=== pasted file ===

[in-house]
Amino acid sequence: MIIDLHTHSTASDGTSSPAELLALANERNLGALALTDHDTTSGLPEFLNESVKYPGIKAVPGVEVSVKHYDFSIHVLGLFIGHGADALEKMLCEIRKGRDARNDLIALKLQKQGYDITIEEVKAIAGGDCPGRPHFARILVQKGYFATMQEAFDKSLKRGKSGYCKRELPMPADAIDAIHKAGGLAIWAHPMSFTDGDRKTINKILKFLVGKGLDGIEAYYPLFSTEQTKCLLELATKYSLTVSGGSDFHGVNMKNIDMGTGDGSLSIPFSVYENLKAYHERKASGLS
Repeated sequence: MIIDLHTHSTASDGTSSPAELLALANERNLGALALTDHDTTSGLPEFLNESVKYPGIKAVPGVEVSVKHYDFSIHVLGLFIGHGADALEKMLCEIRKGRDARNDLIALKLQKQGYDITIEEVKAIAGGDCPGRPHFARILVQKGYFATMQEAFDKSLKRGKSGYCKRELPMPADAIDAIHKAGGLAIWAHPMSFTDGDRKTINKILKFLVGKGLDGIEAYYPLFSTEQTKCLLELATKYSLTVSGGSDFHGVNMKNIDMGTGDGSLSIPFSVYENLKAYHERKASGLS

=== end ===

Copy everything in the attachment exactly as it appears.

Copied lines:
[in-house]
Amino acid sequence: MIIDLHTHSTASDGTSSPAELLALANERNLGALALTDHDTTSGLPEFLNESVKYPGIKAVPGVEVSVKHYDFSIHVLGLFIGHGADALEKMLCEIRKGRDARNDLIALKLQKQGYDITIEEVKAIAGGDCPGRPHFARILVQKGYFATMQEAFDKSLKRGKSGYCKRELPMPADAIDAIHKAGGLAIWAHPMSFTDGDRKTINKILKFLVGKGLDGIEAYYPLFSTEQTKCLLELATKYSLTVSGGSDFHGVNMKNIDMGTGDGSLSIPFSVYENLKAYHERKASGLS
Repeated sequence: MIIDLHTHSTASDGTSSPAELLALANERNLGALALTDHDTTSGLPEFLNESVKYPGIKAVPGVEVSVKHYDFSIHVLGLFIGHGADALEKMLCEIRKGRDARNDLIALKLQKQGYDITIEEVKAIAGGDCPGRPHFARILVQKGYFATMQEAFDKSLKRGKSGYCKRELPMPADAIDAIHKAGGLAIWAHPMSFTDGDRKTINKILKFLVGKGLDGIEAYYPLFSTEQTKCLLELATKYSLTVSGGSDFHGVNMKNIDMGTGDGSLSIPFSVYENLKAYHERKASGLS